My cycling coach, who is a two-time Ironman champion, is always telling us to relax while we’re on the bike. A great trick to do that is to smile, it will naturally relax you. When things get tough, remember to smile and laugh.

All athletic pursuits are about form, but it matters the most in swimming because water is a thousand times denser than air. If you don’t move the smoothest way through water, all your effort is spent just trying not to drown, rather than moving forward. If you have bad form, you can’t go fast, and worse still, you will end up injuring yourself, which will take time to recover, and even longer to correct bad form and bad habits.

Embrace Discomfort

Training has also taught me how to embrace discomfort. I made a major turning point this year, because though I started running over 5 years ago, and have run well over 2000 miles, I never wanted to do it. I just forced myself to, because exercise was good for you. But I never felt good doing it, which is why it’s so easy to stop doing it when things get busy. That changed this year.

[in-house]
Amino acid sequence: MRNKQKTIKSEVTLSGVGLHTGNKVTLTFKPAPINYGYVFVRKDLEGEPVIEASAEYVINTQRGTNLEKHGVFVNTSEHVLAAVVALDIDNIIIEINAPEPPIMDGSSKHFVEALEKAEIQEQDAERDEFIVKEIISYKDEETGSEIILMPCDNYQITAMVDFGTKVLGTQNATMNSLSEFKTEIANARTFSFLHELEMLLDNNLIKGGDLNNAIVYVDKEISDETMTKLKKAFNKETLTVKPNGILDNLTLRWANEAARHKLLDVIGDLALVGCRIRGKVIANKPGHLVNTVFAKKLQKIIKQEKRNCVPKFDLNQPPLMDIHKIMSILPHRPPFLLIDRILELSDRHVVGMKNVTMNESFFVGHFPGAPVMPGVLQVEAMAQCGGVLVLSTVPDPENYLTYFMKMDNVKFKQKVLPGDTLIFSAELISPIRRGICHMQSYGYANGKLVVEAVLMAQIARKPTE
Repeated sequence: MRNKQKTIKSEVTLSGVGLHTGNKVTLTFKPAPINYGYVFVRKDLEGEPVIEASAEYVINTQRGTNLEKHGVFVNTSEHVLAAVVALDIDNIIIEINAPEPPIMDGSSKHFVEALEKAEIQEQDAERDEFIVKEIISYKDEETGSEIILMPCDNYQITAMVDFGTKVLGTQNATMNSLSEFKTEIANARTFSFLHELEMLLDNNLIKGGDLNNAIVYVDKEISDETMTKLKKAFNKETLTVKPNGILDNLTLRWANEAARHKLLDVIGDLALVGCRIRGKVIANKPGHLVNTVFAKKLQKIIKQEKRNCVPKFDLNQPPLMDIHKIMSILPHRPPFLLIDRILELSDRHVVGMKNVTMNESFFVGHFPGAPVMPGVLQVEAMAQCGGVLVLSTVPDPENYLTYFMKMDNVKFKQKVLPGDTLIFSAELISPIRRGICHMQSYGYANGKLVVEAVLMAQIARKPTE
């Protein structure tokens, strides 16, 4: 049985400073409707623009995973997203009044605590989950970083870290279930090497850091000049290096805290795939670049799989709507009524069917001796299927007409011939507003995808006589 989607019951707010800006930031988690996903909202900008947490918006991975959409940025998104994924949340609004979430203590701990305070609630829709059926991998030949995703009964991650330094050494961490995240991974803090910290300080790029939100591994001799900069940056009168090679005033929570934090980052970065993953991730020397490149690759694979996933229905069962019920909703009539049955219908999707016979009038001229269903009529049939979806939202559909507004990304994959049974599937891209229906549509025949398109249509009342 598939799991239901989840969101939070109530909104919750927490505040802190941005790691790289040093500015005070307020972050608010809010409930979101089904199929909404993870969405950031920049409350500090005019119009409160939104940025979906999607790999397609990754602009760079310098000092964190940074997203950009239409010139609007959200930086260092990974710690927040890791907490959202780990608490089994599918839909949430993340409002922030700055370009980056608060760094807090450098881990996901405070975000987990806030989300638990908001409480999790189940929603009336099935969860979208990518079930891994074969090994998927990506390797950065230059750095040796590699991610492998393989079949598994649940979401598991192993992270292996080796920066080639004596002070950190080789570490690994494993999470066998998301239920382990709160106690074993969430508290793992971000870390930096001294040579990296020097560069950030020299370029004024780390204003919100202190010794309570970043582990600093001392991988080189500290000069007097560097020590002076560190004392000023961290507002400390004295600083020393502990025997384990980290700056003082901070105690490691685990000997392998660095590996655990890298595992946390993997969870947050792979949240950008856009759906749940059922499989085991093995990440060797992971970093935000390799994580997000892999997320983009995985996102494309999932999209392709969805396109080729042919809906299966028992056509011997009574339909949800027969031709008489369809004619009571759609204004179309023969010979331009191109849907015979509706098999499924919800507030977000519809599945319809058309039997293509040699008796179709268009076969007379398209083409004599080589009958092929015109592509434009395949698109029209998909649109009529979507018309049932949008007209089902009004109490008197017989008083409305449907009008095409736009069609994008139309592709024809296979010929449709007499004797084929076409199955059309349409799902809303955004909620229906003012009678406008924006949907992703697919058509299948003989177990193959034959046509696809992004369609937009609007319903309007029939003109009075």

Now I really look forward to the opportunities to exercise, because it’s like taking a mini-vacation every day. This isn’t news to all of you who are already very athletic, but as someone who was a stereotypical nerd growing up, I spent a lot more time indoors with books than outside doing sports. Now, I am genuinely happy to wake up at the crack of dawn to go biking up Hawk Hill or go swimming in the freezing cold San Francisco Bay. I realized that when I let go — in my mind — of the idea that it’s supposed to be uncomfortable, I discovered that my body is much stronger and more capable than I thought, and that exercising can be really fun!

I have taken all of these lessons from training into my work, and now it’s the essence of my productivity. I went from being overwhelmed and not being able to do anything outside of work, to having prepared for this talk, written a couple of very popular blog posts, to training for my first Olympic-distance triathlon, which I completed just two weeks ago. All the while, my work responsibilities have only grown, I still travel a lot, and I have only felt more capable of handling it all.


No matter how productive you are as an individual, you can’t be a leader without people. Continue on to Part 2: Team.